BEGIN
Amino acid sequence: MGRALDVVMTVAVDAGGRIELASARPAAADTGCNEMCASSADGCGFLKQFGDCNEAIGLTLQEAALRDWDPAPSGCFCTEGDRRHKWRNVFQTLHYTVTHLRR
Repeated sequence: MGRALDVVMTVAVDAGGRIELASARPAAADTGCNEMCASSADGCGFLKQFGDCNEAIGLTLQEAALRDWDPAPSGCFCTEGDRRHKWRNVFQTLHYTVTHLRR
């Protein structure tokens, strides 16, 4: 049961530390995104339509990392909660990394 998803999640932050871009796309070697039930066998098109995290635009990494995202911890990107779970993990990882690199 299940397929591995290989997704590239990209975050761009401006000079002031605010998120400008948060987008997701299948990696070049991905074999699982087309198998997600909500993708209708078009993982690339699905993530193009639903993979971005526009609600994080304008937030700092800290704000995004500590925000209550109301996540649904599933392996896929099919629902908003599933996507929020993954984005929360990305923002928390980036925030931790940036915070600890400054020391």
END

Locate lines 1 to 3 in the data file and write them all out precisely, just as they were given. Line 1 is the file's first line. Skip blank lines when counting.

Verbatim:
Amino acid sequence: MGRALDVVMTVAVDAGGRIELASARPAAADTGCNEMCASSADGCGFLKQFGDCNEAIGLTLQEAALRDWDPAPSGCFCTEGDRRHKWRNVFQTLHYTVTHLRR
Repeated sequence: MGRALDVVMTVAVDAGGRIELASARPAAADTGCNEMCASSADGCGFLKQFGDCNEAIGLTLQEAALRDWDPAPSGCFCTEGDRRHKWRNVFQTLHYTVTHLRR
């Protein structure tokens, strides 16, 4: 049961530390995104339509990392909660990394 998803999640932050871009796309070697039930066998098109995290635009990494995202911890990107779970993990990882690199 299940397929591995290989997704590239990209975050761009401006000079002031605010998120400008948060987008997701299948990696070049991905074999699982087309198998997600909500993708209708078009993982690339699905993530193009639903993979971005526009609600994080304008937030700092800290704000995004500590925000209550109301996540649904599933392996896929099919629902908003599933996507929020993954984005929360990305923002928390980036925030931790940036915070600890400054020391």